Creagh said Michigan "has complied with every recent demand" of the EPA and that Thursday's federal order "does not reference the tens of millions of dollars expended by ... the state for water filters, drinking water, testing and medical services."
"The order demands that the state take certain actions, but fails to note that many of those actions ... have already been taken," Creagh, who recently replaced an official who resigned over the water crisis, wrote in his required response to the EPA's order.
Flint's water became contaminated with lead when the city switched from the Detroit municipal system and began drawing from the Flint River in April 2014 to save the financially struggling city money. The water was not properly treated to keep lead from pipes from leaching into the supply. Some children's blood has tested positive for lead, a potent neurotoxin linked to learning disabilities, lower IQ and behavioral problems.
Creagh wrote that state officials don't know whether it's legal for the EPA to order Michigan to take such actions. Among other requirements, the EPA said the city should: submit plans for ensuring that Flint's water has adequate treatment, including corrosion controls; ensure city personnel are qualified to operate the water system in a way that meets federal quality standards; and create a website where the public can get information.
Earlier Friday, The Flint Water Advisory Task Force issued recommendations to Snyder aimed at restoring reliable drinking water in Flint. The advisory group said its recommendations are more detailed and comprehensive than what the EPA ordered, and Snyder said officials would "move as quickly as possible to determine the best way to achieve the results."
Separately, Snyder announced the suspensions of two employees of the state Department of Environmental Quality in connection with regulatory failures that led to the crisis.
Snyder reportedly also is hiring public relations specialists to help him deal with the Flint water crisis. Snyder chief of staff Jarrod Agen said public money won't be used to hire the Mercury firm, where Agen's wife is a senior vice president in a Florida office, according to the Detroit News and Detroit Free Press. Snyder spokesman Dave Murray didn't reveal how the PR team will be paid.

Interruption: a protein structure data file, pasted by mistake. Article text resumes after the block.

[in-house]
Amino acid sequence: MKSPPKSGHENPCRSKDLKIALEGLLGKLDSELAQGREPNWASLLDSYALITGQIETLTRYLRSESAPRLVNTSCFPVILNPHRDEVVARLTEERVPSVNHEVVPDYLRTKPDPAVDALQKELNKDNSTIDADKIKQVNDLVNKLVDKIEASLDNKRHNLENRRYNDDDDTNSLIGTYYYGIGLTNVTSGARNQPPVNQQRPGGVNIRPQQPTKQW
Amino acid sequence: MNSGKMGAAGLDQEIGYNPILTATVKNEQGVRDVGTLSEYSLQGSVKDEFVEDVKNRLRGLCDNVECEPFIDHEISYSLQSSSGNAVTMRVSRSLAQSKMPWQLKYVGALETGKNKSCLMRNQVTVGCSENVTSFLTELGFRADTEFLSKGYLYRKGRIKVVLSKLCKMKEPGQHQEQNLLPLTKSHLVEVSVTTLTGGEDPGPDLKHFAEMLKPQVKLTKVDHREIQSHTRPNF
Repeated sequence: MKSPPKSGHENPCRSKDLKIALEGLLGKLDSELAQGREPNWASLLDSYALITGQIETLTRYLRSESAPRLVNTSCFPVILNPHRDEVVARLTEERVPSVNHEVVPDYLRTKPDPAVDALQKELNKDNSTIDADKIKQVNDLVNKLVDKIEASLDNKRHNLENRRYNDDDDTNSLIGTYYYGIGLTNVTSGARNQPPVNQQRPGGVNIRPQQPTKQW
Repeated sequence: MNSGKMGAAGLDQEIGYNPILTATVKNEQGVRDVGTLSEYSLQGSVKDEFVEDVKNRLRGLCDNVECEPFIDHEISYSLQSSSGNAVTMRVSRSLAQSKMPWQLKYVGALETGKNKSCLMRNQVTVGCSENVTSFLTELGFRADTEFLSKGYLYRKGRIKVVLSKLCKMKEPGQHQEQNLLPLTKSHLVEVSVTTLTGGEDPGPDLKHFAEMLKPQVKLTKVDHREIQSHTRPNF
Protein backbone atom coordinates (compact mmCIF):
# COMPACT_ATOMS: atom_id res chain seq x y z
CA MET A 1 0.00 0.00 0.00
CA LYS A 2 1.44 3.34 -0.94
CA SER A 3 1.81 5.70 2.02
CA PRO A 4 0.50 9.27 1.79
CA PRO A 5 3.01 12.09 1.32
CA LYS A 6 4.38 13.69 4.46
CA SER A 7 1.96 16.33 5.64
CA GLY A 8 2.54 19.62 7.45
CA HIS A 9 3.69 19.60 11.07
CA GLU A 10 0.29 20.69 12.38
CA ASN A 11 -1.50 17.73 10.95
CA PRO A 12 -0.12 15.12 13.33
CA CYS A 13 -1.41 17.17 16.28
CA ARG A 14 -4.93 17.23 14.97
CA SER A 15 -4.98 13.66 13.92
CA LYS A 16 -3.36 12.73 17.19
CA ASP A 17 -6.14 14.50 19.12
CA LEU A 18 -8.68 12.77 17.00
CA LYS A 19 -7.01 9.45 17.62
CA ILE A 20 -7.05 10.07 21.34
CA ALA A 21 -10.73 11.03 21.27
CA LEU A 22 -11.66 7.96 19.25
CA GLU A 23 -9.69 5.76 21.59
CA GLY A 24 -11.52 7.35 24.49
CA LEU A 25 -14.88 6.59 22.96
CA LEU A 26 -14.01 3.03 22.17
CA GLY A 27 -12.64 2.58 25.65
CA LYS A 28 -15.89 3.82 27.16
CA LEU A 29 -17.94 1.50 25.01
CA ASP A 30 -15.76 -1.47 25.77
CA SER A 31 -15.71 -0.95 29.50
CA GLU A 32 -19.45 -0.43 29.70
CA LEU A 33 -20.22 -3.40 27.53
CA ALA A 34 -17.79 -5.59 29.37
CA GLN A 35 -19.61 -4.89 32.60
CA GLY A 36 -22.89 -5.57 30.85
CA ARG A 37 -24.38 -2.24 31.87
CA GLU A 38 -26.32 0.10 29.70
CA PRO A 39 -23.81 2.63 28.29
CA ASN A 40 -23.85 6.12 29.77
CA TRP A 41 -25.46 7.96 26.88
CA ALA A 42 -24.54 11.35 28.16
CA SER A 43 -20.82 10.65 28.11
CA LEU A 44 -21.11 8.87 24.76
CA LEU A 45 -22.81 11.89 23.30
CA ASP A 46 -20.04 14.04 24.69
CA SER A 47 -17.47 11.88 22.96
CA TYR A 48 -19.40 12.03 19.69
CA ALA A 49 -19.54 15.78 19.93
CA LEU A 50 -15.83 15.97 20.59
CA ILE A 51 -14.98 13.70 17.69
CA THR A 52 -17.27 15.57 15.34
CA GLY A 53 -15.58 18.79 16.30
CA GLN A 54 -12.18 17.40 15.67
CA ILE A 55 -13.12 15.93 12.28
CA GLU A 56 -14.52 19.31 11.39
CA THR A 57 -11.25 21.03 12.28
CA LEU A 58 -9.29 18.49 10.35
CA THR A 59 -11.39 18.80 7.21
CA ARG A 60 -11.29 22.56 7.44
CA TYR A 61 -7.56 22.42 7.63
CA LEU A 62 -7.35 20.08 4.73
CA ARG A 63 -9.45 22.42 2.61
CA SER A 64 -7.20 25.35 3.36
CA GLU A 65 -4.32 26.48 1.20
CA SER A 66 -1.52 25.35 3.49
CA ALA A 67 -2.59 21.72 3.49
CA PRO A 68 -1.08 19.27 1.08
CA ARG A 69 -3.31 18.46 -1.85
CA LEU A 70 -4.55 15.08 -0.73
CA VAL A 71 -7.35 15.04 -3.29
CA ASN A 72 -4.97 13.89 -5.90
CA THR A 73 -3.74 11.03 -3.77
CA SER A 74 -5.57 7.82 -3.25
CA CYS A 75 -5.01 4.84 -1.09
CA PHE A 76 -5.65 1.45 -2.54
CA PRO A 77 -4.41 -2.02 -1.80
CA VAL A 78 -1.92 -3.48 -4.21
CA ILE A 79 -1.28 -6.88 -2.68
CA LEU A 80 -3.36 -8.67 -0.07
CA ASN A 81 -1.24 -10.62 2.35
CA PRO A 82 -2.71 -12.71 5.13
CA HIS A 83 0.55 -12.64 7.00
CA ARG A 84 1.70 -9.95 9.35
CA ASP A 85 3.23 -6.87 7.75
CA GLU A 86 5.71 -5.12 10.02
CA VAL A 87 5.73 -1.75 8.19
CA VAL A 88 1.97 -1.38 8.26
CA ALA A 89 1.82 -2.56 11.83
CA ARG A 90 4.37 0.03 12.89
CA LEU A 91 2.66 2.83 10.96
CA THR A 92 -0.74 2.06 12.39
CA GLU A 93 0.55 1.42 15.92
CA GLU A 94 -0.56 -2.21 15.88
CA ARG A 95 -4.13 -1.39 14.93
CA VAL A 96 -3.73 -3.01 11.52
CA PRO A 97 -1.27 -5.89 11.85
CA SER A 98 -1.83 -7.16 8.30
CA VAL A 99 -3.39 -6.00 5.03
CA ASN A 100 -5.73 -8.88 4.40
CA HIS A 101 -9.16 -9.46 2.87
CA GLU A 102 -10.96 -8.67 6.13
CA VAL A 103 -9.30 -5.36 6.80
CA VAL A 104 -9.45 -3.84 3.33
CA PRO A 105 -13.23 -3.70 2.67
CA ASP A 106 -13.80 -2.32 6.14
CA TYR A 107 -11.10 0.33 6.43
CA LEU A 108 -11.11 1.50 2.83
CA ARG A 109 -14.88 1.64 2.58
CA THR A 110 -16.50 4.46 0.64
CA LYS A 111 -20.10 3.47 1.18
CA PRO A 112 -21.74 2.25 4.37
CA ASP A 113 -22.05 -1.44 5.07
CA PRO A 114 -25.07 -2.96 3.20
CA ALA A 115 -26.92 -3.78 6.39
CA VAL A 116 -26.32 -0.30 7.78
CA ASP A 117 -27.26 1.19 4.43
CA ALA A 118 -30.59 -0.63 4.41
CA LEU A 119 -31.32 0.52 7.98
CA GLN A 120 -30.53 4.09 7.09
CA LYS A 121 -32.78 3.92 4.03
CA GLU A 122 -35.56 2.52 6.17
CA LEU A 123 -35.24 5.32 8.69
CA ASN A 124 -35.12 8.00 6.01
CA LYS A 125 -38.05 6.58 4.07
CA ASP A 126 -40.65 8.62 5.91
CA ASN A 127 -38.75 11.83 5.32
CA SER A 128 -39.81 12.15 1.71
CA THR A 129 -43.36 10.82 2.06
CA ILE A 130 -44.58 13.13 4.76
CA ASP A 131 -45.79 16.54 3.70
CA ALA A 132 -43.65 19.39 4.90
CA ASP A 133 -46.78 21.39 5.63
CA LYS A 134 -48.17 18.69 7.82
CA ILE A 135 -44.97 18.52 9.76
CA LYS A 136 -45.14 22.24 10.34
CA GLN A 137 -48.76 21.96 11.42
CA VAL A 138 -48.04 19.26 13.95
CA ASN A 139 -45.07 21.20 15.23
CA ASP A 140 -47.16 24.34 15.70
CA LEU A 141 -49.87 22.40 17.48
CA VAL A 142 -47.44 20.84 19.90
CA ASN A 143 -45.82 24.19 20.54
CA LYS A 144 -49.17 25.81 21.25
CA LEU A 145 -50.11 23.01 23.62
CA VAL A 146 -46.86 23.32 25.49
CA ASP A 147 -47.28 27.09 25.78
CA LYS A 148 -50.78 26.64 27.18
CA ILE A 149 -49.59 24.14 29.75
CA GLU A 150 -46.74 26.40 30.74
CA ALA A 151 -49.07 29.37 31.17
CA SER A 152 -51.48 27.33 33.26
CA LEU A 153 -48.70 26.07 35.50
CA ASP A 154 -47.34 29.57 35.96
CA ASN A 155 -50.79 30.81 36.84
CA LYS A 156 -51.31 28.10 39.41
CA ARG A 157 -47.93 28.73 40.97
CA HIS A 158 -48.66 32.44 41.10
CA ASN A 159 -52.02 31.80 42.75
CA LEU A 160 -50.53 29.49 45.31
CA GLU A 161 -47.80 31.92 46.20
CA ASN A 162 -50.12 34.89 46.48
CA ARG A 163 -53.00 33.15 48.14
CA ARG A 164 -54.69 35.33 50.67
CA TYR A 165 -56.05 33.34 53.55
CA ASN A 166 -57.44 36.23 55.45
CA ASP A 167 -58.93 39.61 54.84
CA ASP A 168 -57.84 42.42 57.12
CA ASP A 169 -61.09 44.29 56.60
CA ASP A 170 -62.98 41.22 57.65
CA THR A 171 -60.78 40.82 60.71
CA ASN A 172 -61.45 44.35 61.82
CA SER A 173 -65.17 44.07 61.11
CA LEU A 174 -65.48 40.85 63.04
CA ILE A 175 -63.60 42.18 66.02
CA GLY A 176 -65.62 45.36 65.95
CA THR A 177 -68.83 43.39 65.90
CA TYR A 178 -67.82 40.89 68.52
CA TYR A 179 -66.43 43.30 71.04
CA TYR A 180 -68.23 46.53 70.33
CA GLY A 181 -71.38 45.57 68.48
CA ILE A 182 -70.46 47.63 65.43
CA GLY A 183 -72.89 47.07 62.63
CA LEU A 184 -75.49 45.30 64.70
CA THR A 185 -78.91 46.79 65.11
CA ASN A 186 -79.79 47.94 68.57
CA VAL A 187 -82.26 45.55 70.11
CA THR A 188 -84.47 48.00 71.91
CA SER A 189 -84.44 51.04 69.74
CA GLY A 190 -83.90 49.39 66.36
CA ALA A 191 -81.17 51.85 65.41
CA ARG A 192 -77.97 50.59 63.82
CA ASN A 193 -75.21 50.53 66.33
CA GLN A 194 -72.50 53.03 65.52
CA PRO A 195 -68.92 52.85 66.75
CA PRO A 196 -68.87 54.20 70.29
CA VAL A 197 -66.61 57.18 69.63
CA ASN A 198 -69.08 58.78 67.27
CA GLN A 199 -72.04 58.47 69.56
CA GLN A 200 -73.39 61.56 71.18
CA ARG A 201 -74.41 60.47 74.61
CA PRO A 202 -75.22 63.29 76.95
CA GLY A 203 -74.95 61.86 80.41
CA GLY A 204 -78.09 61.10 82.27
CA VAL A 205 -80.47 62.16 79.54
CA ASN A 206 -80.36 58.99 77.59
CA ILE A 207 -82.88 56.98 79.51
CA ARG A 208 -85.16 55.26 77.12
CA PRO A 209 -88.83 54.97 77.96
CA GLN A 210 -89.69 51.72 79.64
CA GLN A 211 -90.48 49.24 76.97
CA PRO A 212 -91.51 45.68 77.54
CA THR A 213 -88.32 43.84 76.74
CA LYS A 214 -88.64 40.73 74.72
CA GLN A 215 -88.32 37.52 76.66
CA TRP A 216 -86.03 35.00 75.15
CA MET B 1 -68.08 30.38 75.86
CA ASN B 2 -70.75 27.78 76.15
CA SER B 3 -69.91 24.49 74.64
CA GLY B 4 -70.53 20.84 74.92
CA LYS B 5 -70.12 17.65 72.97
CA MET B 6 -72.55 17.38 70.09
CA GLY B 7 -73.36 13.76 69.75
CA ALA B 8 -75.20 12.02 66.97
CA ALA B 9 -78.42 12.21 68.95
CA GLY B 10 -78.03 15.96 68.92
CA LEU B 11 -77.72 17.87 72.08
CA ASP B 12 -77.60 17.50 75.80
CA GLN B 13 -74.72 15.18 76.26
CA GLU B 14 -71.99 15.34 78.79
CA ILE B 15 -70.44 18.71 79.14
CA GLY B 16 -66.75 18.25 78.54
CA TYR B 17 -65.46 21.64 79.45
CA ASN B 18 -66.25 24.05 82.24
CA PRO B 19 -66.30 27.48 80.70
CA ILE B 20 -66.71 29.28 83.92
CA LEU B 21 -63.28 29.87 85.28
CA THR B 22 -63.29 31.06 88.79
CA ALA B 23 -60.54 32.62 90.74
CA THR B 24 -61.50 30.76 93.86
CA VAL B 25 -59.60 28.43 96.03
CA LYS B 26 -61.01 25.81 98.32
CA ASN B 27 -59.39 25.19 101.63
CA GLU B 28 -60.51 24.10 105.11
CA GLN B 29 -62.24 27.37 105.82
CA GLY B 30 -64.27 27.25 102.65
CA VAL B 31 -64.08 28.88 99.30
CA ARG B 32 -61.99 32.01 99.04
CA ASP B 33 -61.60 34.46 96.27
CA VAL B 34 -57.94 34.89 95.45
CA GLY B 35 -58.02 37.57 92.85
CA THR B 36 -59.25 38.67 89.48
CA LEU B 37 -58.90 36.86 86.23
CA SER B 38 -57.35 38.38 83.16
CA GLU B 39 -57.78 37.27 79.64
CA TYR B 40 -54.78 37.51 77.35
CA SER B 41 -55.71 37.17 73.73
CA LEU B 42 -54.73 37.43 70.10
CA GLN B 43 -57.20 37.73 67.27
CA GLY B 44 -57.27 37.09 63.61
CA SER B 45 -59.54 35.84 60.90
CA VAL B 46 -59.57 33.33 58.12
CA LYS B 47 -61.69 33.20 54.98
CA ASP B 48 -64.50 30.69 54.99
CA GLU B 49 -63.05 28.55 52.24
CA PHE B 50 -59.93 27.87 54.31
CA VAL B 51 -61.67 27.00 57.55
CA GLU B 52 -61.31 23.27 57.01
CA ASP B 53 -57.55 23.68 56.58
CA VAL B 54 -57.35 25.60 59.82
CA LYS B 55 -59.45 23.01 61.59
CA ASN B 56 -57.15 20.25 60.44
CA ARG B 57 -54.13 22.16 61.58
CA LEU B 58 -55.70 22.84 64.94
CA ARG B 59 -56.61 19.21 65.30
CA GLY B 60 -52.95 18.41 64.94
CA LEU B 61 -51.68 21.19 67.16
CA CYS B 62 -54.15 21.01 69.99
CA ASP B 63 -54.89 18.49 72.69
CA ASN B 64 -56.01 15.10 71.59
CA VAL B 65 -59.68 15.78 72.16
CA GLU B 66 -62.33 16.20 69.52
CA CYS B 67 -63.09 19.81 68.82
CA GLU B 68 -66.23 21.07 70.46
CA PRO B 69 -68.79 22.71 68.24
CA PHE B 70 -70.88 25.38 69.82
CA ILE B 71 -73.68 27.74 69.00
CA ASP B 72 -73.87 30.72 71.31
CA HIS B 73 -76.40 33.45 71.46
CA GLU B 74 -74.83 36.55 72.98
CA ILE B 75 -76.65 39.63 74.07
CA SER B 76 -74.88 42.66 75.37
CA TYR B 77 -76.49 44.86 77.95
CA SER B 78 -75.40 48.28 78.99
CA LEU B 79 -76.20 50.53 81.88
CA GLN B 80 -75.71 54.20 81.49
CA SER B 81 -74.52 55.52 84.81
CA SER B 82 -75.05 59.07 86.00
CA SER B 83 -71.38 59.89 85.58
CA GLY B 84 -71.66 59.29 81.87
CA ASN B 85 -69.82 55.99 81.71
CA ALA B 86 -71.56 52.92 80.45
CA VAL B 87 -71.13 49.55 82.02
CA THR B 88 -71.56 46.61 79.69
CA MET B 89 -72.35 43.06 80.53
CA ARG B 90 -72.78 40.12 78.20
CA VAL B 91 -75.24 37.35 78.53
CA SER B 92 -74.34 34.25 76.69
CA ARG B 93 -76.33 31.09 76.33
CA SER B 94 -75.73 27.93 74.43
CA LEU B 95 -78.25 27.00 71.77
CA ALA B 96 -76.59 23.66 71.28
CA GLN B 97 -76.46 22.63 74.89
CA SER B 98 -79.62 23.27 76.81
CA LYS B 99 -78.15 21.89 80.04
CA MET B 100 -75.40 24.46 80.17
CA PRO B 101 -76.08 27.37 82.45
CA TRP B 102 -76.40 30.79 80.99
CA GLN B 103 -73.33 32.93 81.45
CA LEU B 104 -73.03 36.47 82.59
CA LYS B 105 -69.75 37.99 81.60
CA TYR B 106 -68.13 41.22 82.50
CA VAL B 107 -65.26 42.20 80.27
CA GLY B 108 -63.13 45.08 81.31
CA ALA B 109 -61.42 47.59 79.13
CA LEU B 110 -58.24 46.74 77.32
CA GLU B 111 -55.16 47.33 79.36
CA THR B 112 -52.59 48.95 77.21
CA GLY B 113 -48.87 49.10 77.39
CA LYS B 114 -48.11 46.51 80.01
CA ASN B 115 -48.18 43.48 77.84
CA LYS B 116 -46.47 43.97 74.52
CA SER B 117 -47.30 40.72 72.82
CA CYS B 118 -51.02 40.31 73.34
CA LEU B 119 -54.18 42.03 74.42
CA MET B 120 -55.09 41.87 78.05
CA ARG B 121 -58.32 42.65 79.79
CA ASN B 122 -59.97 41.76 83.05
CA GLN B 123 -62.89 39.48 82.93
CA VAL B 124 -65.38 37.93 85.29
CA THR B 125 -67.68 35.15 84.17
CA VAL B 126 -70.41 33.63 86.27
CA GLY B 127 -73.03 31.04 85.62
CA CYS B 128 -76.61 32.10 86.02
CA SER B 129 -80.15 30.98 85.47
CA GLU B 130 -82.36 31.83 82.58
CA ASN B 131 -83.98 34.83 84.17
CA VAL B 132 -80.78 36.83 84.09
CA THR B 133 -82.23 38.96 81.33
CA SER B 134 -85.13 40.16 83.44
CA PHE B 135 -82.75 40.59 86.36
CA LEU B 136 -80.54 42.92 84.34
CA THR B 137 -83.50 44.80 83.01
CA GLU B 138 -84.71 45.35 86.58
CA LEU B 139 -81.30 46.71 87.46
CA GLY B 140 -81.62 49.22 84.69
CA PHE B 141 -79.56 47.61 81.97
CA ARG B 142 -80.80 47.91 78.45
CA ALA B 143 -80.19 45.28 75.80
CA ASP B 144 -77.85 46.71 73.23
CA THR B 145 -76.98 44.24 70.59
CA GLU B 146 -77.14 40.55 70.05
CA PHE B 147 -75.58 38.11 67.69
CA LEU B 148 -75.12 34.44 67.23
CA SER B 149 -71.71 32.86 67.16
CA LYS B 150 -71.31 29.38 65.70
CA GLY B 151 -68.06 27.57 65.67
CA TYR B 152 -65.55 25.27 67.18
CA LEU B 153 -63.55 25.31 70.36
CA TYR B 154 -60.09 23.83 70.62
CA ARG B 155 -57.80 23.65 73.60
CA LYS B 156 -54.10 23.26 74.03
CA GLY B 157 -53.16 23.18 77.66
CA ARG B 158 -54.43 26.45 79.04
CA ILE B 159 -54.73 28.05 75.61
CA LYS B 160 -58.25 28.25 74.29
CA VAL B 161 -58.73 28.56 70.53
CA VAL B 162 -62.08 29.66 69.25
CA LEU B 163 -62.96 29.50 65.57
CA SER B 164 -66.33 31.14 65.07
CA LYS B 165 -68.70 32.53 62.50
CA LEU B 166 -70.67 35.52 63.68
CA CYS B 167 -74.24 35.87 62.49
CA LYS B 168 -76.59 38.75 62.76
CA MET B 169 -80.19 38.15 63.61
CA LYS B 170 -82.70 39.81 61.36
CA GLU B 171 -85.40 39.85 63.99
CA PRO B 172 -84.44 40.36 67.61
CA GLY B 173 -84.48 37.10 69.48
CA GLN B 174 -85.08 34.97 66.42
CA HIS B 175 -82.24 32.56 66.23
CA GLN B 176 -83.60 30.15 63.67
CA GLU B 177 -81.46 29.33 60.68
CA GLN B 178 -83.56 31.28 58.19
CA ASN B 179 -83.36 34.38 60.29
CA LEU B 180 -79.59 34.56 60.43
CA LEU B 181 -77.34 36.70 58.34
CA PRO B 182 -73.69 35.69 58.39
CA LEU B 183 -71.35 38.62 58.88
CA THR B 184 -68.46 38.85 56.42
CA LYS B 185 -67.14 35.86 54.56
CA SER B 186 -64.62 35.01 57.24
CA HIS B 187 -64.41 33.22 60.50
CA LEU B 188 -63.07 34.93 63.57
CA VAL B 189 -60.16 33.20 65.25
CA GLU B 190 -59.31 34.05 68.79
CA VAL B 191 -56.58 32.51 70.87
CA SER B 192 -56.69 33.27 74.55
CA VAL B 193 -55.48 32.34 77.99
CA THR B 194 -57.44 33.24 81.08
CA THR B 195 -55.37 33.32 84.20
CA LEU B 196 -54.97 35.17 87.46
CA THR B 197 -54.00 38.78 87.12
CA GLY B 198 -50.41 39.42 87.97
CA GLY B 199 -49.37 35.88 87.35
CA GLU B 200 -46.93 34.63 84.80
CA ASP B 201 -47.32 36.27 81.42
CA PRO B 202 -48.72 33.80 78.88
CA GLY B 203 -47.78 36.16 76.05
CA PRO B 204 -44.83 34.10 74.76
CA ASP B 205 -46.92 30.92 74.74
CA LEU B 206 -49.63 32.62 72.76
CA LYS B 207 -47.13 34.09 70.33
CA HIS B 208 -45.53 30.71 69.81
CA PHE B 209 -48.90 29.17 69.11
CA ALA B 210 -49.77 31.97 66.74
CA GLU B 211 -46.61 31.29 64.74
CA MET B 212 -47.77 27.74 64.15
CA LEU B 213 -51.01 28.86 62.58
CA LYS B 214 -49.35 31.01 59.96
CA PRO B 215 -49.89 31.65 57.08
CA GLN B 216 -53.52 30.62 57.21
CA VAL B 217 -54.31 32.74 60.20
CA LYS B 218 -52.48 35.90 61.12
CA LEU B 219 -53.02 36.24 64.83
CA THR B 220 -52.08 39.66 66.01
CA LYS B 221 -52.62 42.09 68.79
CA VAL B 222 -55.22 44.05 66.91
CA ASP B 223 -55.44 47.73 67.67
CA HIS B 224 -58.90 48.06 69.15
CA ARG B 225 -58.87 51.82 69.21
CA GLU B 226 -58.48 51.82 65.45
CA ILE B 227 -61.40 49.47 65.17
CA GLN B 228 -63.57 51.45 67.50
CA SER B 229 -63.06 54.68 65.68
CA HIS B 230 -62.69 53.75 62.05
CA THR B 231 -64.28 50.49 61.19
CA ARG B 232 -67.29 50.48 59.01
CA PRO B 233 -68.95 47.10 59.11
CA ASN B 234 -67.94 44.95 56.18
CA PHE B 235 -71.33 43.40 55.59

The advisory panel's recommendations to Snyder included working with the EPA staff on a comprehensive lead-sampling program and seeking help from the federal Centers for Disease Control and Prevention in assessing an outbreak of Legionnaires' disease and its cause.
"To help address both the technical issues facing Flint, as well as the public-trust issues, we believe it is imperative to have the right people and organizations involved," task force Co-Chairman Chris Kolb said. "Until the public trust starts to build, this crisis will continue."
Flint's public health emergency led to local, state and federal emergency declarations, the last of which could bring up to $5 million in direct funding to the city. The federal government denied a request for additional aid through a disaster declaration, saying the program is designed for natural disasters and therefore not appropriate for the city's drinking water crisis. The government announced Friday that it had denied an appeal of that decision by Snyder.
The unnamed DEQ employees who were suspended Friday pending investigations work in the agency's drinking water division, state spokesman Kurt Weiss said.
The agency's director and communications director resigned last month.
"Some DEQ actions lacked common sense, and that resulted in this terrible tragedy in Flint," Snyder said.
While much of the blame over the crisis has been directed at Snyder and state officials, particularly the Department of Environmental Quality, some have faulted the EPA's Region 5 office for not acting more forcefully.
The EPA's order to state and city officials came the same day that the agency announced that Susan Hedman, head of the agency's regional office in Chicago whose jurisdiction includes Michigan, was stepping down Feb. 1.